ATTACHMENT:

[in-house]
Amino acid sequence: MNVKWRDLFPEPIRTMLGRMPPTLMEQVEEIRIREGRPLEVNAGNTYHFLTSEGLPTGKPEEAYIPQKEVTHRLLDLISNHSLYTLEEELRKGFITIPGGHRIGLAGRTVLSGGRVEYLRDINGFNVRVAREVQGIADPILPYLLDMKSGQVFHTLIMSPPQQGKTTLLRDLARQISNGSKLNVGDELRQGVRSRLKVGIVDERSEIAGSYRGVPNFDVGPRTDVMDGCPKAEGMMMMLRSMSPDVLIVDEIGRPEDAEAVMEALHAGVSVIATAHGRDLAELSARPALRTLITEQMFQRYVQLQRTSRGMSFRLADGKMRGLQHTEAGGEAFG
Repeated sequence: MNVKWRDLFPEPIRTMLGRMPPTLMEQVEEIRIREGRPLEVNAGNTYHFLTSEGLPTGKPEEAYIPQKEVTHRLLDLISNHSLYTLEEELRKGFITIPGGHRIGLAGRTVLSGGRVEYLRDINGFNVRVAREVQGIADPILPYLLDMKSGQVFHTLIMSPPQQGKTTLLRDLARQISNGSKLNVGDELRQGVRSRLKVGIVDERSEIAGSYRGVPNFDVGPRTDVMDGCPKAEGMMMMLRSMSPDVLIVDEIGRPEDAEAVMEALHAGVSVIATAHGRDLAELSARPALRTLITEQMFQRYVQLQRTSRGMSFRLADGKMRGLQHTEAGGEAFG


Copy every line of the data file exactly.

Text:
[in-house]
Amino acid sequence: MNVKWRDLFPEPIRTMLGRMPPTLMEQVEEIRIREGRPLEVNAGNTYHFLTSEGLPTGKPEEAYIPQKEVTHRLLDLISNHSLYTLEEELRKGFITIPGGHRIGLAGRTVLSGGRVEYLRDINGFNVRVAREVQGIADPILPYLLDMKSGQVFHTLIMSPPQQGKTTLLRDLARQISNGSKLNVGDELRQGVRSRLKVGIVDERSEIAGSYRGVPNFDVGPRTDVMDGCPKAEGMMMMLRSMSPDVLIVDEIGRPEDAEAVMEALHAGVSVIATAHGRDLAELSARPALRTLITEQMFQRYVQLQRTSRGMSFRLADGKMRGLQHTEAGGEAFG
Repeated sequence: MNVKWRDLFPEPIRTMLGRMPPTLMEQVEEIRIREGRPLEVNAGNTYHFLTSEGLPTGKPEEAYIPQKEVTHRLLDLISNHSLYTLEEELRKGFITIPGGHRIGLAGRTVLSGGRVEYLRDINGFNVRVAREVQGIADPILPYLLDMKSGQVFHTLIMSPPQQGKTTLLRDLARQISNGSKLNVGDELRQGVRSRLKVGIVDERSEIAGSYRGVPNFDVGPRTDVMDGCPKAEGMMMMLRSMSPDVLIVDEIGRPEDAEAVMEALHAGVSVIATAHGRDLAELSARPALRTLITEQMFQRYVQLQRTSRGMSFRLADGKMRGLQHTEAGGEAFG